Nearly everyone is familiar with the story of the Wise Men who brought gifts of gold, frankincense, and myrrh to the baby Jesus. Tradition numbers them at three and names them Caspar, Melchoir, and Balthazar. But did you know the story of “The Other Wise Man”? Artaban, a leader of the Persian Magi, learns from heavenly signs that the time is at hand for the fulfillment of an ancient prophecy about the birth among the Hebrews of a holy Prince and Deliverer of Man. Hastening to join three fellow Magi for the long journey into Judaea, he pauses to help a dying man in Babylon and is left behind. And so Artaban begins his pilgrimage alone. Artaban then makes it to Bethlehem but finds that he has just missed both his friends and the young child. But before he can hope to catch up with Joseph, Mary, and their child on their way to Egypt, he stops to assist a mother whose child is in danger of being killed by Herod’s troops. After searching for His quest in Egypt and not finding it, he then travels from place to place, visiting the oppressed, feeding the hungry, clothing the naked, tending the sick, and comforting the captive. After 33 years, he ends up, an aged, white-haired man, in Jerusalem on the day of the Passover. Just as he thinks that he might find the object of his search who is being led away to be crucified, he is beseeched by a young girl from his native Parthia who is being sold into slavery to pay her father’s debts. Will he ever see the King for whom He has looked these many years? Henry Jackson van Dyke (1852–1933) was a Presbyterian minister, professor at Princeton University, President Woodrow Wilson’s ambassador to the Netherlands and Luxembourg, and a noted author who wrote the hymn, “Joyful, Joyful, We Adore Thee” set to the “Ode to Joy” theme from Beethoven’s Ninth Symphony. Van Dyke said, "I do not know where this little story came from--out of the air, perhaps. One thing is certain, it is not written in any other book, nor is it to be found among the ancient lore of the East. And yet I have never felt as if it were my own. It was a gift, and it seemed to me as if I knew the Giver." He first read The Story of The Other Wise Man aloud to his New York congregation after writing it and then had it published in written form. It is, in essence, a parable that shows what seeking for Jesus in life is really all about. We did it as a family read aloud, and everyone was moved by the story.
herbnrenewal More than 1 year ago
There are so many layers but what I got out of this short story is WE are the treasure and gift we can give to the Savior. Who we become is more important than what we have. I like that.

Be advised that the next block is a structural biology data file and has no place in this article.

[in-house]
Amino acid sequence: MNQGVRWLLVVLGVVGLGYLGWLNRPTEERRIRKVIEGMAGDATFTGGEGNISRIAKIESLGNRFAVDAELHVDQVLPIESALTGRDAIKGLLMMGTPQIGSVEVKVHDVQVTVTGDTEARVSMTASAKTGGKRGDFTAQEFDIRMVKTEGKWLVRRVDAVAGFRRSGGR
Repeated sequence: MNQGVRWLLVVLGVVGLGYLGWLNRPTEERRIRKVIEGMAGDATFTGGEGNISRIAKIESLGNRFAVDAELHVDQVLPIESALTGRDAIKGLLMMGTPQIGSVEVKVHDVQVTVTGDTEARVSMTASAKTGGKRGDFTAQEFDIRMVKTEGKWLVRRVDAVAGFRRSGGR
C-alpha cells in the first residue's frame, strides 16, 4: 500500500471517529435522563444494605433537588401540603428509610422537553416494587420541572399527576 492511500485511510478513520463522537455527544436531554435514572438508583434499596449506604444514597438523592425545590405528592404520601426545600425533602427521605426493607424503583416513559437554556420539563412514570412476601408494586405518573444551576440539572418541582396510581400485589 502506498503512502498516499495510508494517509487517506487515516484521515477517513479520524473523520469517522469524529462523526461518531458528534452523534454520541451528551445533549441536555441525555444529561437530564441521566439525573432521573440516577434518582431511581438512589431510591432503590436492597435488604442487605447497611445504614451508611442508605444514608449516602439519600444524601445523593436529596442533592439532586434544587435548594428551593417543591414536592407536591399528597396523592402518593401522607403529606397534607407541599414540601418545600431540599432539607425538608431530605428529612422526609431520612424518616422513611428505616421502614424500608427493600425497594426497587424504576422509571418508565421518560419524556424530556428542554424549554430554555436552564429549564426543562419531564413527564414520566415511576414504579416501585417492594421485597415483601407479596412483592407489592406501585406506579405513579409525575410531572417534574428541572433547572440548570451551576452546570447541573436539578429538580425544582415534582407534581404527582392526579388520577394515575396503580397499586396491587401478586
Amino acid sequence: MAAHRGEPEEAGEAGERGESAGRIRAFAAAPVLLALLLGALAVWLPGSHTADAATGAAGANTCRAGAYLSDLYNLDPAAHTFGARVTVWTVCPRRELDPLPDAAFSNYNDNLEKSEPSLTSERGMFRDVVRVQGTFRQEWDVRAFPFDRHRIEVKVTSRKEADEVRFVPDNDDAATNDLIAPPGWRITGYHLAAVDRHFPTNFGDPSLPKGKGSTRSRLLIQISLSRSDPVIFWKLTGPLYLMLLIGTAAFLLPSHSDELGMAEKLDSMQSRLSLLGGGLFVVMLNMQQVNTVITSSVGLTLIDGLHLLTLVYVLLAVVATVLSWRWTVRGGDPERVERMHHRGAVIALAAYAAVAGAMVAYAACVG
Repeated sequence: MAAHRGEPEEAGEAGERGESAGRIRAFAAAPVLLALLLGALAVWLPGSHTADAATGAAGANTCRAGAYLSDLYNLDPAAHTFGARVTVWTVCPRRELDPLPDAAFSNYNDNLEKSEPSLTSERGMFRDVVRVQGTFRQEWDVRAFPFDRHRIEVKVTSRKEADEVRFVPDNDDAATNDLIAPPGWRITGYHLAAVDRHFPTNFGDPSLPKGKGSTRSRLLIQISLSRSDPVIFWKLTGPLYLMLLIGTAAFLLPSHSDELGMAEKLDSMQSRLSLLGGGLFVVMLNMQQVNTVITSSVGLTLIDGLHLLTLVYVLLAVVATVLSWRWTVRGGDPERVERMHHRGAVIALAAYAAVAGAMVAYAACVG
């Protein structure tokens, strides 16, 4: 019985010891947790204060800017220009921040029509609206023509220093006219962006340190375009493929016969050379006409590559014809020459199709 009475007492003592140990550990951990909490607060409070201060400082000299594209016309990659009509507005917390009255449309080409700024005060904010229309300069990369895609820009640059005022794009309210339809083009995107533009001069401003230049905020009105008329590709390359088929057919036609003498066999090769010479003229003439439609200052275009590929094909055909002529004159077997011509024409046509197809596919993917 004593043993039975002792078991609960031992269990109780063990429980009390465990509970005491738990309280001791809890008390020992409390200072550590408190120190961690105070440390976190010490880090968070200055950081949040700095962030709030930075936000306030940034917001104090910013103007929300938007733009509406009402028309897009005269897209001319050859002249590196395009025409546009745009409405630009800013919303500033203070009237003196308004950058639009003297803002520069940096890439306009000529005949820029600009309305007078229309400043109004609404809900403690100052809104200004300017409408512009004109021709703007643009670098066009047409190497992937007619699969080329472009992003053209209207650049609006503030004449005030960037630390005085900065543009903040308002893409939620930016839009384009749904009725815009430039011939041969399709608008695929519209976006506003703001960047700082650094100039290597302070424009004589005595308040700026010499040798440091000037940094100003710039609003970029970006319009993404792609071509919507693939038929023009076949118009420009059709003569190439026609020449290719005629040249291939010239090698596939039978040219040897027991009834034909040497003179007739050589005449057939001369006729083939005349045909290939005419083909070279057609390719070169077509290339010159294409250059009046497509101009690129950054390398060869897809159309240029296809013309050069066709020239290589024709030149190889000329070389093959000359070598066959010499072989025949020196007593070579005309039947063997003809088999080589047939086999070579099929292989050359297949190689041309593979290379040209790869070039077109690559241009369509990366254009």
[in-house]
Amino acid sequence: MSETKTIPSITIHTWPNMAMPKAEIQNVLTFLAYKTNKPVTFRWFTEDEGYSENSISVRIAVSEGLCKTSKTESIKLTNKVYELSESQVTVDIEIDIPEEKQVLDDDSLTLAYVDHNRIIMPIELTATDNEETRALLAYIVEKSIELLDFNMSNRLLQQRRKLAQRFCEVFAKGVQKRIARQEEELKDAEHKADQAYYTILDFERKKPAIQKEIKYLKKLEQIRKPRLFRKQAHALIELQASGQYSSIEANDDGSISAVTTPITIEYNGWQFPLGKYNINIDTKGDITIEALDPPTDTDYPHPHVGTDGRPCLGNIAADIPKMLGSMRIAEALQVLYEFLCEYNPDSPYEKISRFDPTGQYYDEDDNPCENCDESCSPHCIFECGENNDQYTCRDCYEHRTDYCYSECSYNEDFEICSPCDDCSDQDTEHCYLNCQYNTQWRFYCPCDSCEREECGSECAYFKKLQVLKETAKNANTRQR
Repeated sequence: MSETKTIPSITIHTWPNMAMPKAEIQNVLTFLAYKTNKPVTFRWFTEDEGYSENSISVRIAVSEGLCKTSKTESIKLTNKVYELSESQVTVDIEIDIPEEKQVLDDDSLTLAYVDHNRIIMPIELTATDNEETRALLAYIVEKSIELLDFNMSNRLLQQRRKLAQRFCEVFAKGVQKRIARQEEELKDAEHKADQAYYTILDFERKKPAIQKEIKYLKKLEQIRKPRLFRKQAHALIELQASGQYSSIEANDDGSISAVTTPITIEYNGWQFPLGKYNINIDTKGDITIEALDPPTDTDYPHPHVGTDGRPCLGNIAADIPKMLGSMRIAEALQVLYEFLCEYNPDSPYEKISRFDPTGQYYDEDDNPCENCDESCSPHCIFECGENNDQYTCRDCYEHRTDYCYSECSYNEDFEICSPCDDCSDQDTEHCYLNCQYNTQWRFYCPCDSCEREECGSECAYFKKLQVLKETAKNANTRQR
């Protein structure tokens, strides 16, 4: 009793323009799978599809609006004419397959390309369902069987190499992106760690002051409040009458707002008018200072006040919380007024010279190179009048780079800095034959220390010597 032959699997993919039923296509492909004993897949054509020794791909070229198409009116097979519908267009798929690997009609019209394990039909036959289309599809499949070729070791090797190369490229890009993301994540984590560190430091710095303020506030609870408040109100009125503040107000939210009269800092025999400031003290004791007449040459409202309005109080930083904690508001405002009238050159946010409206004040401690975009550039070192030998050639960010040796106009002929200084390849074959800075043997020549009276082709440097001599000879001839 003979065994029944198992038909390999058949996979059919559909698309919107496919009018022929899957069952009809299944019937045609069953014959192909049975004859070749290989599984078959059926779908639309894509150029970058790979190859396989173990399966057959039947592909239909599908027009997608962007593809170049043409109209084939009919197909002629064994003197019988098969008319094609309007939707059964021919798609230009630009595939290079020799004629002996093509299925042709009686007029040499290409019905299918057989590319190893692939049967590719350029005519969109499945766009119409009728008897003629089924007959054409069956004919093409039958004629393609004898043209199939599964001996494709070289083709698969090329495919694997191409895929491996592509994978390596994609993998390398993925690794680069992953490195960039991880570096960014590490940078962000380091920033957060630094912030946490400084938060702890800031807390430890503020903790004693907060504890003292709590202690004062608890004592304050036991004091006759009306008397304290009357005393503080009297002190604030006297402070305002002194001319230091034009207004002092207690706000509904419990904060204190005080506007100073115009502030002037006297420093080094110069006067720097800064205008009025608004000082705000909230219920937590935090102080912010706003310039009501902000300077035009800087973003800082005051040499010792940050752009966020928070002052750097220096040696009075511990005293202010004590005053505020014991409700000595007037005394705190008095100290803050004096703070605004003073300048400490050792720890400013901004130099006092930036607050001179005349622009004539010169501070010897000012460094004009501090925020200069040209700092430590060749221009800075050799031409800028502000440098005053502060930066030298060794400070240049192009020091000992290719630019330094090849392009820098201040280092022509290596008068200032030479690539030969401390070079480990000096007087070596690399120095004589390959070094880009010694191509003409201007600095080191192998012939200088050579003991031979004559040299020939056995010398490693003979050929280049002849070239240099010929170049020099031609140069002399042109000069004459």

Guest More than 1 year ago
This excellent story reads between the lines in the traditional Christmas genres. It displays the true meaning of Christmas, and shows how God rewards people who love and care. This Christmas story is a classic in my house and will be for generations to come.
Guest More than 1 year ago
This book is a must read simply because it is beautifully written. They style of van Dyke abounds with unique and colorful metophors and similies. This is one of those rare books were both them narrative and the dialogue are rendered in fluid, eloquent verse. Yet the style is not so osentatiously poetical that the common reader cannot understand it. Some passages I re-read several times because the imagery was so vivid and picturesque. The book is worth reading just for that. The problem with this book lies in the fact that it is very, almost tragically too short. It only took me a little over an hour to read, though a faster reader will finish it in less time. I have noticed that a lot of authors excelling in crafting splinded visual images in a readers mind, often fail in telling the story. It's not so much that the theme of the story is pathetic, but it is too laconic to realize its full potential. The character of Artaban undergoes many hardships in the course of the story, but it is too underdeveloped for the reader to feel for him. The plot too is lacking in development, and moves far too quickly. All in all, it is a like a piece of delicious dessert that is far too small to be truely enjoyed.
Anonymous More than 1 year ago
A classic story, theoloically sound, one for all times
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You might as well pay for another version - this one comes up as half gibberish on the NOOK. Unreadable!